Stem Cell Engineering Center Seminar Series

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Human embryonic stem cells can grow indefinitely in culture and generate all parts of the human body. Therefore, these remarkably plastic cells are termed “pluripotent” and represent attractive resources for tissue engineering and human disease modeling. Making these cells in a standardized and predictable manner however has been problematic, because the methods to derive and propagate these cells are either poorly understood or difficult to scale-up. Through two projects, I will describe engineering approaches to 1) identify key parameters that control the kinetics of a new technique of deriving pluripotent stem cells and 2) develop new polymeric materials that can efficiently propagate them. The first project describes stochastic transitions involved in progressing to a pluripotent state through epigenetic reprogramming, and the second project details biomolecules involved in the clonal growth of human cells in a pluripotent state. These modeling and materials engineering frameworks open up opportunities to readily grow sufficient quantities of clinically-grade, standardized human pluripotent cells from routine biopsies or blood samples, ultimately providing a foundation for more active, regenerative, and personalized therapy.

Speaker Biography
Krishanu Saha studied Chemical Engineering at Cornell University and at the University of California in Berkeley. In his dissertation with Professors David Schaffer and Kevin Healy, he worked on experimental and computational analyses of neural stem cell development, as well as the design of new materials for adult stem cell culture. In 2007 he became a postdoctoral fellow in the laboratory of Professor Rudolf Jaenisch at the Whitehead Institute for Biomedical Research at MIT in Cambridge, Massachusetts. Since 2006 he has done research on human embryonic stem cells. As a Society in Science: Branco-Weiss Postdoctoral Fellow, Kris is expanding his background to investigate the modeling of diseases at the cellular level with human “reprogrammed” stem cell lines.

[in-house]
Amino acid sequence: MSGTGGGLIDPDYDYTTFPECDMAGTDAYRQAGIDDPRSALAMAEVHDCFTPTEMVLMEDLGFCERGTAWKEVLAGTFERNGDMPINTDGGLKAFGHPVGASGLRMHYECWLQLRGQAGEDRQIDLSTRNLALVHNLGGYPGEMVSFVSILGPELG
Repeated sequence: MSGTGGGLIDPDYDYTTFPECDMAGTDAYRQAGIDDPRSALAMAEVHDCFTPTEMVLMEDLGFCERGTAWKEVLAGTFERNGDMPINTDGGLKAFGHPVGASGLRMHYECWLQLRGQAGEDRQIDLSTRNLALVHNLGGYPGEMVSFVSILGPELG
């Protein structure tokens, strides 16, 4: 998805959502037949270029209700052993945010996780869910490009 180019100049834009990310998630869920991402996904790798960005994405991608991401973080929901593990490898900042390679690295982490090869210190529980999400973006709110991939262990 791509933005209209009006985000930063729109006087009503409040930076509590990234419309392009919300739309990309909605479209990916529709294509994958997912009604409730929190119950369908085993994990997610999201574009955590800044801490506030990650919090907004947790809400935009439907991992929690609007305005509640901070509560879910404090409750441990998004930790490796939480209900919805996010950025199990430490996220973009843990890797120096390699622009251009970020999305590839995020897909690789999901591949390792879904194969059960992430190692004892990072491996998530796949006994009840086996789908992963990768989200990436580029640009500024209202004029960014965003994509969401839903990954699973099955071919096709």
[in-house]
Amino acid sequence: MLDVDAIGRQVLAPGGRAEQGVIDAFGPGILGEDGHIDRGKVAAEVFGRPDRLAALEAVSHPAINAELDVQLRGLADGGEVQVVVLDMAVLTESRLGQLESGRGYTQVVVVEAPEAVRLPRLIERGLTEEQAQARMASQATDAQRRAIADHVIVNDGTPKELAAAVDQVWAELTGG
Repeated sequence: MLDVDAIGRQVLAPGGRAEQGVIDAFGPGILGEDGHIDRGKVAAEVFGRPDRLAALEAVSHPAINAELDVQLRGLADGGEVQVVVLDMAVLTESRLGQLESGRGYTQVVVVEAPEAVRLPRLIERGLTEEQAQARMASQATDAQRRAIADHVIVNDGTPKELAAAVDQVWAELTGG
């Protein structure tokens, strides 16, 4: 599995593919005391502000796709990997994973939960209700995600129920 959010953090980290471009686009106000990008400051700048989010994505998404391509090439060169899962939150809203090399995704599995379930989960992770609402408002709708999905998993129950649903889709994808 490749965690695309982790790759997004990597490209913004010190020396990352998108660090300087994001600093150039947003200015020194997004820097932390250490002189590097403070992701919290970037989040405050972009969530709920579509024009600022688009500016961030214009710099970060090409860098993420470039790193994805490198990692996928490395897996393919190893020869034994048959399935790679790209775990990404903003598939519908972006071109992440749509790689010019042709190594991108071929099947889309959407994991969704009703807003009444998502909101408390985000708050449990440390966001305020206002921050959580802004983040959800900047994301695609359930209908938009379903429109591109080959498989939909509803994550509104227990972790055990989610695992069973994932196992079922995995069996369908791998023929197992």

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    Megan McDevitt
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    Fletcher Moore
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